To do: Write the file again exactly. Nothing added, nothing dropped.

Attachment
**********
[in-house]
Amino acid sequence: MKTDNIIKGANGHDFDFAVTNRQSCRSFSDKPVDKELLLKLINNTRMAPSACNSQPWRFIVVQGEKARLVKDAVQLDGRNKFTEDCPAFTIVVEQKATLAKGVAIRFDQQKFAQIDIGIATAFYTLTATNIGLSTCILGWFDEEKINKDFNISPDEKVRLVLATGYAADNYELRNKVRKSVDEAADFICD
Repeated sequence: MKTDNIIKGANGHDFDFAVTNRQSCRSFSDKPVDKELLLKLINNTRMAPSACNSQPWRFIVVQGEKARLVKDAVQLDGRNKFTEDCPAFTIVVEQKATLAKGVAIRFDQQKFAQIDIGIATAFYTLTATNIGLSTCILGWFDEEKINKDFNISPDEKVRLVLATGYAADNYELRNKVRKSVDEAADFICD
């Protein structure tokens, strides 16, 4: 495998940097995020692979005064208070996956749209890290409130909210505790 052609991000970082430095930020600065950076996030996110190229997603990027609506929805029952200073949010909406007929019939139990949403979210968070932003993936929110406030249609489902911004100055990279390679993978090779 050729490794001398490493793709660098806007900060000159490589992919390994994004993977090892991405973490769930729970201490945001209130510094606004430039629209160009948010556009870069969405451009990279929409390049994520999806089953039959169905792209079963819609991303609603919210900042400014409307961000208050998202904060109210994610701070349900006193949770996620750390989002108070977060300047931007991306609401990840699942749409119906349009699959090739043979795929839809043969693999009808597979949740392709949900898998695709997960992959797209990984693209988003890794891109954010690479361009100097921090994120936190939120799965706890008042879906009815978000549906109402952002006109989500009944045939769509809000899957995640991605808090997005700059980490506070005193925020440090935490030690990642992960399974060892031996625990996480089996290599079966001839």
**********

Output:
[in-house]
Amino acid sequence: MKTDNIIKGANGHDFDFAVTNRQSCRSFSDKPVDKELLLKLINNTRMAPSACNSQPWRFIVVQGEKARLVKDAVQLDGRNKFTEDCPAFTIVVEQKATLAKGVAIRFDQQKFAQIDIGIATAFYTLTATNIGLSTCILGWFDEEKINKDFNISPDEKVRLVLATGYAADNYELRNKVRKSVDEAADFICD
Repeated sequence: MKTDNIIKGANGHDFDFAVTNRQSCRSFSDKPVDKELLLKLINNTRMAPSACNSQPWRFIVVQGEKARLVKDAVQLDGRNKFTEDCPAFTIVVEQKATLAKGVAIRFDQQKFAQIDIGIATAFYTLTATNIGLSTCILGWFDEEKINKDFNISPDEKVRLVLATGYAADNYELRNKVRKSVDEAADFICD
């Protein structure tokens, strides 16, 4: 495998940097995020692979005064208070996956749209890290409130909210505790 052609991000970082430095930020600065950076996030996110190229997603990027609506929805029952200073949010909406007929019939139990949403979210968070932003993936929110406030249609489902911004100055990279390679993978090779 050729490794001398490493793709660098806007900060000159490589992919390994994004993977090892991405973490769930729970201490945001209130510094606004430039629209160009948010556009870069969405451009990279929409390049994520999806089953039959169905792209079963819609991303609603919210900042400014409307961000208050998202904060109210994610701070349900006193949770996620750390989002108070977060300047931007991306609401990840699942749409119906349009699959090739043979795929839809043969693999009808597979949740392709949900898998695709997960992959797209990984693209988003890794891109954010690479361009100097921090994120936190939120799965706890008042879906009815978000549906109402952002006109989500009944045939769509809000899957995640991605808090997005700059980490506070005193925020440090935490030690990642992960399974060892031996625990996480089996290599079966001839």